Thursday, November 20, 2008

I love garlic!


On Halloween day this year, we did one of my all-time favorite tasks; planting garlic.  This is such a fun job that, each year, reminds me why I farm.  It's a 9 month process that begins in October with the planting, and ends in July with the harvesting.  Some would say that the garlic ritual begins in July, really, when we harvest out all the garlic, and set it up in the greenhouse to cure.  After that is complete - sometime in August or September, we set aside the heads that we want to use for seed garlic.  We have been growing an unknown variety of hard-neck garlic for the past 5 years, and we've been selecting the seed for large cloves - this has resulted in heads with mostly 4 mega cloves each!  They are fantastically mild, easy to peel, and store relatively well - we make it through about April or May before the quality of the cloves starts to deteriorate.  This year we set aside an estimated 3000 cloves for planting.  We are re-orienting our fields to run East-West next year instead of North-South; this will allow our beds to be shorter and easier to manage.  A couple of the beds got some straw for mulching, but for the first year ever, we've got no straw to mulch with and will not be mulching the other rows.  We've talked with many farmers that have not mulched garlic and had fine crops.  So, we'll see!  

First, we separate all the cloves in the heads.  We sure had a lot!

Here's the size of these amazing cloves!

Spencer used our BCS walk-behind 30" tiller to prep the beds.  The soil was so soft and fluffy that we didn't need to poke holes to plant the garlic into, we were able to just shove them in!

We have 5 beds, and about 3000 cloves that will turn into big beautiful heads of garlic next year!

Spence throwing straw onto the beds.

One of my all-time favorite garlic recipes here for your dining pleasure (I know basil is not in season, but you can sock this great recipe away until it is!):
Holy Basil Chicken
Serves 4
  • 10 cloves garlic, minced
  • 6 fresh Thai chiles, thinly sliced crosswise
  • 1/4 cup plus 2 tablespoons vegetable oil
  • 2 pounds boneless, skinless chicken breasts, cut into 1-inch pieces
  • 1 tablespoon plus 1 teaspoon Asian fish sauce
  • 2 teaspoons soy sauce
  • 4 1/2 teaspoons sugar
  • Freshly ground pepper
  • 3 cups loosely packed fresh holy basil leaves, plus more for garnish
  • Sticky or steamed jasmine rice, for serving
  1. Mash together garlic and chiles using a mortar and pestle or the flat side of a large knife. Heat oil in a wok or large skillet over medium-high heat. Add garlic mixture. Cook, stirring constantly, until garlic is just golden, about 20 seconds.
  2. Add chicken; cook, stirring often, until chicken is cooked through, about 4 minutes. Stir in fish sauce, soy sauce, sugar, and 1 1/2 teaspoons pepper. Add basil; cook, stirring constantly, 1 minute. Season with more pepper, if desired. Serve over rice. Garnish with basil.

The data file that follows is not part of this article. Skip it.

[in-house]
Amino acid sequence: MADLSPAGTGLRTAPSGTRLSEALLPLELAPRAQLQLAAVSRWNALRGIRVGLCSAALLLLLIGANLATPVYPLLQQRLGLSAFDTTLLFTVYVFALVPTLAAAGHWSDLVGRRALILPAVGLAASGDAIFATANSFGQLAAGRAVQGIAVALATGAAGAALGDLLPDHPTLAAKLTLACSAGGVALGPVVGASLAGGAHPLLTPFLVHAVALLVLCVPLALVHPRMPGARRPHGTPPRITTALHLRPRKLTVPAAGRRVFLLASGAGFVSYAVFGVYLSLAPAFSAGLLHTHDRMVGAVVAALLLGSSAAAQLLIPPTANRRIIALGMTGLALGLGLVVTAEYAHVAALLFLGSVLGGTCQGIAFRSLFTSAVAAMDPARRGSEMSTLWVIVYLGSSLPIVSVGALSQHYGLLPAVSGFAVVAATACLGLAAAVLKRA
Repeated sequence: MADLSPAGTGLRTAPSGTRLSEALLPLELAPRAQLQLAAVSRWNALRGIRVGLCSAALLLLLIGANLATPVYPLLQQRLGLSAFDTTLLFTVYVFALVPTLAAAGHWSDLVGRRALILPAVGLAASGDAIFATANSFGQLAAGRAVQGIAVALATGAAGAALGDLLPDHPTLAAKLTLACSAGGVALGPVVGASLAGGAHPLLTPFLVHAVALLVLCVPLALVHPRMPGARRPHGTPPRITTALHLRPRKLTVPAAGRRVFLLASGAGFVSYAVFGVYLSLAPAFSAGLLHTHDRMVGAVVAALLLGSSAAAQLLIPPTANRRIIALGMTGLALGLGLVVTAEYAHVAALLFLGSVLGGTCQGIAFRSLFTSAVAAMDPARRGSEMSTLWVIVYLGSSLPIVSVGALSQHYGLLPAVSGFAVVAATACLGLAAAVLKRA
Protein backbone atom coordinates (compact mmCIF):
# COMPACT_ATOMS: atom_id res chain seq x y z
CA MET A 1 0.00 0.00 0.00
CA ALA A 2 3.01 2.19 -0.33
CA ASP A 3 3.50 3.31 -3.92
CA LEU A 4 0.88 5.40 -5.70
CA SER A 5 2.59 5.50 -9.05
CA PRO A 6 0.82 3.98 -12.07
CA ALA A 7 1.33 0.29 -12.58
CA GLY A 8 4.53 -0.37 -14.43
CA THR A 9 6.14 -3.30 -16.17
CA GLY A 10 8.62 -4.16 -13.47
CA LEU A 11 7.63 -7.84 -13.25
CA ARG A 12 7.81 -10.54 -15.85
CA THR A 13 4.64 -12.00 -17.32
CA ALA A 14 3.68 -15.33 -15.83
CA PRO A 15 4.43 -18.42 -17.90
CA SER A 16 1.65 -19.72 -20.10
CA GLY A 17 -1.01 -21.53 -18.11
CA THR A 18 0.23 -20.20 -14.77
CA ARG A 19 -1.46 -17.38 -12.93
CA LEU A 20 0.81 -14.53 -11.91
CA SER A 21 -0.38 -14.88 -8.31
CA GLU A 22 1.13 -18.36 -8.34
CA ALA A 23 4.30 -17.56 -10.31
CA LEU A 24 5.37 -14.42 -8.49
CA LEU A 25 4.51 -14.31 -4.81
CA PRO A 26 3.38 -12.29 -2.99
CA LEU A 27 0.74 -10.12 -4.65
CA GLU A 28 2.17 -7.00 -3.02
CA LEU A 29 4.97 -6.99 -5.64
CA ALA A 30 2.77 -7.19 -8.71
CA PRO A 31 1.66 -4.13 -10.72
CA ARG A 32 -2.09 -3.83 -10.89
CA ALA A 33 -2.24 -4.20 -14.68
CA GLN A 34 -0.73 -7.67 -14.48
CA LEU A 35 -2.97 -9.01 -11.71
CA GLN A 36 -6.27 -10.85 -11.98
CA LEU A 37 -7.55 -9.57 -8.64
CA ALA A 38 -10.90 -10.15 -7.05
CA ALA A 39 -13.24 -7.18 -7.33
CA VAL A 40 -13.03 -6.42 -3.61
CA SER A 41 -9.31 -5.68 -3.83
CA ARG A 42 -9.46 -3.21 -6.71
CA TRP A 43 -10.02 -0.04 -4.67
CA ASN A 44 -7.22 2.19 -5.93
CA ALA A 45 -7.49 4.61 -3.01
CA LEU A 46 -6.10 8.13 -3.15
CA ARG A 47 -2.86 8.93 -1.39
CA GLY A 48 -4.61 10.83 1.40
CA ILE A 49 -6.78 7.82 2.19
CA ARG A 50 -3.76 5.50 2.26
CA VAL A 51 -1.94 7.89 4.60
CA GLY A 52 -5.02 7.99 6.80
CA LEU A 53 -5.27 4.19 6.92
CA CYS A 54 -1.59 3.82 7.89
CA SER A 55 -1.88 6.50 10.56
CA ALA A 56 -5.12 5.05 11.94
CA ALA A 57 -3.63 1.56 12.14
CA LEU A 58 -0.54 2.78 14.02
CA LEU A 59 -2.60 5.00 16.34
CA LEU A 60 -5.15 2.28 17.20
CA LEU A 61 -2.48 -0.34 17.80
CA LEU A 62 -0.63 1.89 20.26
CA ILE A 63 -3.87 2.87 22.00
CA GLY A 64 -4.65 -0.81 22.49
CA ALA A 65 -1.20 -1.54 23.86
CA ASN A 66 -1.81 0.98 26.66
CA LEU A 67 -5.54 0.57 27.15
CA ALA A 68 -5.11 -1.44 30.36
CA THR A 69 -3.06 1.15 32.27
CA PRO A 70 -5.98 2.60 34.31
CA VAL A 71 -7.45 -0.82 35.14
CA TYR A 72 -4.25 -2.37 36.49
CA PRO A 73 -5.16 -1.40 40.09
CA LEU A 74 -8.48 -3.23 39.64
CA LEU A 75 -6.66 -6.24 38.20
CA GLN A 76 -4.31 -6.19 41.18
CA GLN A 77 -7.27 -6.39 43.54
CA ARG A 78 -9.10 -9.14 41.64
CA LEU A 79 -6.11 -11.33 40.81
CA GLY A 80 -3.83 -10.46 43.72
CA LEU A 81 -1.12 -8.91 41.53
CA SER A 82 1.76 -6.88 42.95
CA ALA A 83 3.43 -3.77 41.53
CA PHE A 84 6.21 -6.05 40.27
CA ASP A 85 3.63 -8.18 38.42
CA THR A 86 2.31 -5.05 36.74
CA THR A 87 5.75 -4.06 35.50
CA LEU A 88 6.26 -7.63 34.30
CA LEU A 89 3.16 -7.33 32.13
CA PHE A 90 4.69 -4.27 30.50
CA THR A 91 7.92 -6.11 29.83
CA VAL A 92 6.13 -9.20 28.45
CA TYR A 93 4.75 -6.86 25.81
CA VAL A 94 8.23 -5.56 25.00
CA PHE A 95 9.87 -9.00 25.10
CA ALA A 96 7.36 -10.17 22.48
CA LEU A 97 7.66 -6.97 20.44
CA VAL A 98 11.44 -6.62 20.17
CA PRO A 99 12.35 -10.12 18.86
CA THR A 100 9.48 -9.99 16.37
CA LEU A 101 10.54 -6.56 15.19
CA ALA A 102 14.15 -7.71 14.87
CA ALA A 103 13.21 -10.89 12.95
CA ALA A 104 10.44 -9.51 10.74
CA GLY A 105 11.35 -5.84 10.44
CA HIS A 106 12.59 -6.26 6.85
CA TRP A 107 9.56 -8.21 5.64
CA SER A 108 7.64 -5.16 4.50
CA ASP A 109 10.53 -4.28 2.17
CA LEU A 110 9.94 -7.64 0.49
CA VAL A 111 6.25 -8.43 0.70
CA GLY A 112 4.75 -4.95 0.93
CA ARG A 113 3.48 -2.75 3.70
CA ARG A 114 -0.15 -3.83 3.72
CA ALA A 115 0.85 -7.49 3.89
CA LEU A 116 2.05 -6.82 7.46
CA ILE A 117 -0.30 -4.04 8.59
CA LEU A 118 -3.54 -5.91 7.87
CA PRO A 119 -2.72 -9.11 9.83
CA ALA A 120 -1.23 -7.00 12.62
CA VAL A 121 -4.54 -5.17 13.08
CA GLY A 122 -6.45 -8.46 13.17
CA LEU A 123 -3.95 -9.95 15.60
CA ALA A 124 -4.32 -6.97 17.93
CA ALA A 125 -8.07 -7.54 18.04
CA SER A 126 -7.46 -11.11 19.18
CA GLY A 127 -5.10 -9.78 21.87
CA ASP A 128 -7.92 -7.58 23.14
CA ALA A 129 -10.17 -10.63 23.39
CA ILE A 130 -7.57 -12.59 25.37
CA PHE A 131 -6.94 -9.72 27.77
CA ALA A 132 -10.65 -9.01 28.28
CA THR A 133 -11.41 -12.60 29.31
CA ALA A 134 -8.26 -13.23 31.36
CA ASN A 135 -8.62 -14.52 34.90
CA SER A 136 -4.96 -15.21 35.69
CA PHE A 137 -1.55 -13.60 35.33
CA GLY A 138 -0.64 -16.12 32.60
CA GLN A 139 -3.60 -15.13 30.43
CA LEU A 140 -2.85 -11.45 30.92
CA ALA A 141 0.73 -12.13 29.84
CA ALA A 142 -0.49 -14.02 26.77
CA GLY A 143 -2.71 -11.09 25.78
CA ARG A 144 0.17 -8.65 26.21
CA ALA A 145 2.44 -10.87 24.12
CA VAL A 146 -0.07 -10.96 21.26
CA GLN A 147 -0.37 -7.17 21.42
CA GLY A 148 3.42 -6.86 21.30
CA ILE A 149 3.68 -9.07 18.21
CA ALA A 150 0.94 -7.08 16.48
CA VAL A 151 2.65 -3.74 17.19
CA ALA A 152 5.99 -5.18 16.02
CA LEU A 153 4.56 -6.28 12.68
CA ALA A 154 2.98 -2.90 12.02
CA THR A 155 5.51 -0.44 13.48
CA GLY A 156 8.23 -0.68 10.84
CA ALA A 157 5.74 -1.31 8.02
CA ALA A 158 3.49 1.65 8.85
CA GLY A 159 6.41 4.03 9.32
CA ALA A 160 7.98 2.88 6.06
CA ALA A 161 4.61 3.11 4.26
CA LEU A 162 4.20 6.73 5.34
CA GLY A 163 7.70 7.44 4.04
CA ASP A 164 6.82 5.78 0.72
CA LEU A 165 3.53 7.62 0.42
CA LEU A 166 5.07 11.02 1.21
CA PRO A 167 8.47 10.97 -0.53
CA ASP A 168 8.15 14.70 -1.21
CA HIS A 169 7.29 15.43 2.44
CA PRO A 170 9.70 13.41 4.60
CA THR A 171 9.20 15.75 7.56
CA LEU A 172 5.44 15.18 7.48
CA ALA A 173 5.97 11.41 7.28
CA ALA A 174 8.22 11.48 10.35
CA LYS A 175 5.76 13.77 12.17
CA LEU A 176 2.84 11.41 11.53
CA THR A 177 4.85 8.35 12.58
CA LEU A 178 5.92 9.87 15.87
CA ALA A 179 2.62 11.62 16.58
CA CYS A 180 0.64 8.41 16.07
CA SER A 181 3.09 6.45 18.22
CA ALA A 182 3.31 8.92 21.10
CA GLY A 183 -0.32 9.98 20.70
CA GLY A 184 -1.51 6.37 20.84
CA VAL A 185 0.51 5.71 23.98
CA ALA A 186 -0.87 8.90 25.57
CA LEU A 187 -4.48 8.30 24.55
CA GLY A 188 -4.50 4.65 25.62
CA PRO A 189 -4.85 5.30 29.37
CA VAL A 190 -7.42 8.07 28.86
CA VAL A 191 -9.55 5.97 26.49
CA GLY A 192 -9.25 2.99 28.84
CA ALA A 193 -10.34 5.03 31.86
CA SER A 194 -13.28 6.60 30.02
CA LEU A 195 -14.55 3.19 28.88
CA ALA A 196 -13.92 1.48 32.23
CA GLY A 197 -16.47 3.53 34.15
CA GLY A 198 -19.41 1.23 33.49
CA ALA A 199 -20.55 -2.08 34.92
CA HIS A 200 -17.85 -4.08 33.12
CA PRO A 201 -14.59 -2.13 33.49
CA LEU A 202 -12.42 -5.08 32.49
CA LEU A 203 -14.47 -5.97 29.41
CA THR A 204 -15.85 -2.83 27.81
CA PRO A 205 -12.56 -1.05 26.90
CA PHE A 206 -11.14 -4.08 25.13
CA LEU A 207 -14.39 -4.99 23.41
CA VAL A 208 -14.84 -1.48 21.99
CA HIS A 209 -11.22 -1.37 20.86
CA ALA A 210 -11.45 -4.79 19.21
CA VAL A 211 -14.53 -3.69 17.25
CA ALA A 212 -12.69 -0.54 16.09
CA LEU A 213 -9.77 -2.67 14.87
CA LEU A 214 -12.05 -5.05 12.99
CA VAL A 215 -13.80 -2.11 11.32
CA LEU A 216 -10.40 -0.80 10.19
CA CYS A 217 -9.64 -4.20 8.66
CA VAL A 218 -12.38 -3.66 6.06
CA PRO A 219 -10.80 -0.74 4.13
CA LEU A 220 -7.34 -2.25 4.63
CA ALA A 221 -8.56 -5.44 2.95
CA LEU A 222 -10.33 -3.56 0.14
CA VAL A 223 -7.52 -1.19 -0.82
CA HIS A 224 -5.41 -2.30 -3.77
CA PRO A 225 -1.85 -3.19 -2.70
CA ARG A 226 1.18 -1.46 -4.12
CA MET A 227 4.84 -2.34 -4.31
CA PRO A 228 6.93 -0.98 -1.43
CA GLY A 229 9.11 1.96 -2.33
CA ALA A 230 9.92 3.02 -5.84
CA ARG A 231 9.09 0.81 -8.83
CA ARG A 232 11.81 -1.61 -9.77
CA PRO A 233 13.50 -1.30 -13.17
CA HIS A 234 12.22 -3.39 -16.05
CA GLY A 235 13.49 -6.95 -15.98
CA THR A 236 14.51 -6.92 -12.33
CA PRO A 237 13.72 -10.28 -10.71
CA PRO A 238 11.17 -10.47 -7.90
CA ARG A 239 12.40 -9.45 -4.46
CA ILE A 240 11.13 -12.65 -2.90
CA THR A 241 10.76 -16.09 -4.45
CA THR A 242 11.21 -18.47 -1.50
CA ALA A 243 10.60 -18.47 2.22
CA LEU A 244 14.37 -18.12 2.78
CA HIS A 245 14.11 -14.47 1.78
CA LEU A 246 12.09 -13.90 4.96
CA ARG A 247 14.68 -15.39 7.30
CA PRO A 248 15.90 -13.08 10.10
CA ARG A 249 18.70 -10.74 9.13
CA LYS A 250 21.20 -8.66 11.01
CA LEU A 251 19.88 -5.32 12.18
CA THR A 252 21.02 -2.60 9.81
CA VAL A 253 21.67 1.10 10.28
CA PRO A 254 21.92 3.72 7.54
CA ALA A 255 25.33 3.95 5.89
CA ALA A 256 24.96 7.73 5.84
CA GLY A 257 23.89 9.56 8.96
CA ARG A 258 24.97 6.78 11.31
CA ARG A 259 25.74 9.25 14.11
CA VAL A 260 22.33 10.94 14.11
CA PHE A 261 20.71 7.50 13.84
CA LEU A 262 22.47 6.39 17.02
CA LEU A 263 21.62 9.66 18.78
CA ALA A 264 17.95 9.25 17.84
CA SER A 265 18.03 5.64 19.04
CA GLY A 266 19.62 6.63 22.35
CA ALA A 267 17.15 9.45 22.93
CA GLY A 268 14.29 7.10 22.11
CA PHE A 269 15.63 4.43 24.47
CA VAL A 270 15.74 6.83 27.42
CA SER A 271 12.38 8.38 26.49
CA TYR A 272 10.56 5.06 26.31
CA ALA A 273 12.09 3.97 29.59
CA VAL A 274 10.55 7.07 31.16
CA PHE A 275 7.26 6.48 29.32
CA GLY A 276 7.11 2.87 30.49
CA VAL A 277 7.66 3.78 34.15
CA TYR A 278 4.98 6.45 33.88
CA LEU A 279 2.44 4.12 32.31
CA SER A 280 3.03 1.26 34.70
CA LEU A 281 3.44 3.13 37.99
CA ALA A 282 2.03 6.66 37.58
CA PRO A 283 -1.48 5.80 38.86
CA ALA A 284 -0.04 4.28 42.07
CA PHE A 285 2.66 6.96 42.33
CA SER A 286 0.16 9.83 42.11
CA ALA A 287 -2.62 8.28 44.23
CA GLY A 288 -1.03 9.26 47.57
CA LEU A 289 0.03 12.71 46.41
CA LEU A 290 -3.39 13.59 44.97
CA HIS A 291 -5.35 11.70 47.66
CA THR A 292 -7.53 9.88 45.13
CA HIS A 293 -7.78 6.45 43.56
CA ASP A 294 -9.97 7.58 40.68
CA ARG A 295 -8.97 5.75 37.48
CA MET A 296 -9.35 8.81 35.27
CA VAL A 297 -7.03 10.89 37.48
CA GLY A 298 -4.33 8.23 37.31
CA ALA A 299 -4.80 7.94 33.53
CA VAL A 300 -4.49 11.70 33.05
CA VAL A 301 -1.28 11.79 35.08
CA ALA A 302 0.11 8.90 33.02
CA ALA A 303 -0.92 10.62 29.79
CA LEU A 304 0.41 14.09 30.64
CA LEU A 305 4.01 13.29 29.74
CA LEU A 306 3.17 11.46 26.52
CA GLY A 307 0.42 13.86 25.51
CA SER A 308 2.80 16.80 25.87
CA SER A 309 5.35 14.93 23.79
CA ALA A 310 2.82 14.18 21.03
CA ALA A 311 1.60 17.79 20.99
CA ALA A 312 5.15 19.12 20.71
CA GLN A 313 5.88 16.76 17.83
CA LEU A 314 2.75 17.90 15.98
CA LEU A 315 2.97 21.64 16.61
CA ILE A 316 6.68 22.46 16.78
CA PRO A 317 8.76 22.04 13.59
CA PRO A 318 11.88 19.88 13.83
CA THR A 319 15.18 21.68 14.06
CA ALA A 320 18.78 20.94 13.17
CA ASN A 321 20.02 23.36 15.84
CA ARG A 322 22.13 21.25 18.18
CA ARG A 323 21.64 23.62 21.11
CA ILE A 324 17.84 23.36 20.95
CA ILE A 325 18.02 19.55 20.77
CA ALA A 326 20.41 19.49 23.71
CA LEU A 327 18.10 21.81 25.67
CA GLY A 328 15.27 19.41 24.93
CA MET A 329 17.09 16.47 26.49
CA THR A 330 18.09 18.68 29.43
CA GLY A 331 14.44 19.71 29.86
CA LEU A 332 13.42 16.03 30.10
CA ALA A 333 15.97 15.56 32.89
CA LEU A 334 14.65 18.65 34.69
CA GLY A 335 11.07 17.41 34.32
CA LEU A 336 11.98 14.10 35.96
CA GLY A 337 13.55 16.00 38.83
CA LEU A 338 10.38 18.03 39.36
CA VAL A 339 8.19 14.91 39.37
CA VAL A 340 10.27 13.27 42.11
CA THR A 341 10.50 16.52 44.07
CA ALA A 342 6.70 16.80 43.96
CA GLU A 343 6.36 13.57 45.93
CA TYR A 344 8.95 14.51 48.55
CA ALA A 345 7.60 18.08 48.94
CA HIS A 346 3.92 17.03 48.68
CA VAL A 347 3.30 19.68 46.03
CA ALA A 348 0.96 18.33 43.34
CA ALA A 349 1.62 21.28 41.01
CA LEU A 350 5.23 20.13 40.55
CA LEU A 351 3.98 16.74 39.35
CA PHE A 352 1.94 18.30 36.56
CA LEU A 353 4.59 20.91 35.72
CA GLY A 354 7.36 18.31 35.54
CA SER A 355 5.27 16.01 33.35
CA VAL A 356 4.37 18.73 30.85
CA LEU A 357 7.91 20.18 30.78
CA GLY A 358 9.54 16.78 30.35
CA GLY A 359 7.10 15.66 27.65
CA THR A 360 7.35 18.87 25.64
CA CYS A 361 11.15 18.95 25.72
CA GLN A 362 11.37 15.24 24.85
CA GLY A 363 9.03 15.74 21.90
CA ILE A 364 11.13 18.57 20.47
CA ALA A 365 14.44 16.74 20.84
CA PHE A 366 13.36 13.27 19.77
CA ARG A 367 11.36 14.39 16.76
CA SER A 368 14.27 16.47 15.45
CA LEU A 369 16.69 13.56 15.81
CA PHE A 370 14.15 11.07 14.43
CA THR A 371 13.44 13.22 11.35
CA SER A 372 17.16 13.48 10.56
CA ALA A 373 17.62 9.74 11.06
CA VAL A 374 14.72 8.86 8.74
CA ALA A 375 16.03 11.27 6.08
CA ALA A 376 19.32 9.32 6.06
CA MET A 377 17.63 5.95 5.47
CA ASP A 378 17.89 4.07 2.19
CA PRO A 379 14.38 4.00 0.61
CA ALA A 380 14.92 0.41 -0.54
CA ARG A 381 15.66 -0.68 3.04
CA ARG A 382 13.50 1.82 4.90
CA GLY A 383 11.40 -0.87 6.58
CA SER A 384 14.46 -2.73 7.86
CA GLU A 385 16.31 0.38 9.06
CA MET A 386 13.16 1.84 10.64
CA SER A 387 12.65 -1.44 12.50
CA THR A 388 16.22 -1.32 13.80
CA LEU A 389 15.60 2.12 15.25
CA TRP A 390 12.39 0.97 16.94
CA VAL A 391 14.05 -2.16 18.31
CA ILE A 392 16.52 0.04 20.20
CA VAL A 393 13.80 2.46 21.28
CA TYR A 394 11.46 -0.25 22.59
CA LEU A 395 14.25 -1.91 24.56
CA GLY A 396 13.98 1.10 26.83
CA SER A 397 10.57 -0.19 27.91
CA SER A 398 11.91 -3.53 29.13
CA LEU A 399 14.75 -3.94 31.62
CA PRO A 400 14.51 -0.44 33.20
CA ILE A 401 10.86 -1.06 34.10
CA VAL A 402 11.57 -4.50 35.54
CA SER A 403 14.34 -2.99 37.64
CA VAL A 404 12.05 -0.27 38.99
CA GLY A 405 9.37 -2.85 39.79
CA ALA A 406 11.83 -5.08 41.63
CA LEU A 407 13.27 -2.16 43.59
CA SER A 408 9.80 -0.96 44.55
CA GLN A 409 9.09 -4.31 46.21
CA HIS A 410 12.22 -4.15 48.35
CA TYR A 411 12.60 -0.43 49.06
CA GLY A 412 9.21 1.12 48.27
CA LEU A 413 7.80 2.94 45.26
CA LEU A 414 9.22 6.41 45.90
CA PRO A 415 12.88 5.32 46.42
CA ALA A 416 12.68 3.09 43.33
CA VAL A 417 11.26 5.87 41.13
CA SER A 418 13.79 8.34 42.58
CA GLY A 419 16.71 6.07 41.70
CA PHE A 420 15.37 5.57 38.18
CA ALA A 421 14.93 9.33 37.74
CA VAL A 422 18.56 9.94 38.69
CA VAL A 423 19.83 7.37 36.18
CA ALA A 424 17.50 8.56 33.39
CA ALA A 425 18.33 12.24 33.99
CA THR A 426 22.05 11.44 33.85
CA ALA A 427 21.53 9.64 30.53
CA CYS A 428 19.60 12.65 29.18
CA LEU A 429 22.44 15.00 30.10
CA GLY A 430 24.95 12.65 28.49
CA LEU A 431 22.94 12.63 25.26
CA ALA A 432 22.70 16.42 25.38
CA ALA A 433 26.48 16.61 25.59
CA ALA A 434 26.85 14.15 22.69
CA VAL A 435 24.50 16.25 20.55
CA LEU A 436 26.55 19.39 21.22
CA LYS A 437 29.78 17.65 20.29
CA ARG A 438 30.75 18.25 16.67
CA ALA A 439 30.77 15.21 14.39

Tuesday, November 11, 2008

More HayGrove Pictures

Thank goodness Travis from the Intervale came down to check on our progress last Thursday - he took some great pictures of us doing the final job of the day - drilling in the anchor posts around the perimeter of the structure. This was fortuitous, since our camera took a dive off of the tractor and erased all the pictures we had taken on that day! He was kind enough to share, and these pictures that Travis took really capture the scope of the structure better than the others, I think. We spoke with the HayGrove guys today, and they're solidifying a date to bend the hoops for hoop placement day. If you'd like to help us out on that day, keep an eye out for a post on the date, which we'll post as soon as we know it. Enjoy these couple of pictures:

Here's the view from the east end of the field.

Here's another east end view.

A view from the west end of the field. You can see the rows of posts, and us working on placing the last anchor posts.

Thursday, November 06, 2008

Hip Hip Hooray HayGrove!

Pictured at left are (l-r) Adam, Linus, Mara & Spencer, and Sully (Linus' dog). We are smiling because we just finished erecting the first stage of our HayGrove hoophouse - you can see the posts behind us in the picture. We spent yesterday and today drilling the posts for the 3 bays (4 rows of posts). It took us 3 hours each day to do the drilling of the posts, we placed 86 posts each day. Each row took us about 1.5 hours, and then at the end of today, Spencer and I drilled in the anchor posts, which took us about 40 minutes each side, so another hour and 20 minutes for that job. All told, I'd say this phase of the project took us 10 hours to accomplish with 4 people (though three could do it you had to). I only have pictures from yesterday, as the camera fell off of the tractor today and lost all of today's photos! Sorry, Josh - thanks for taking all of our pictures today, though! We appreciate your help driving the tractor today, too! This will necessitate some more picture taking soon so that you can see the full extent of the project. So, on to some pictures!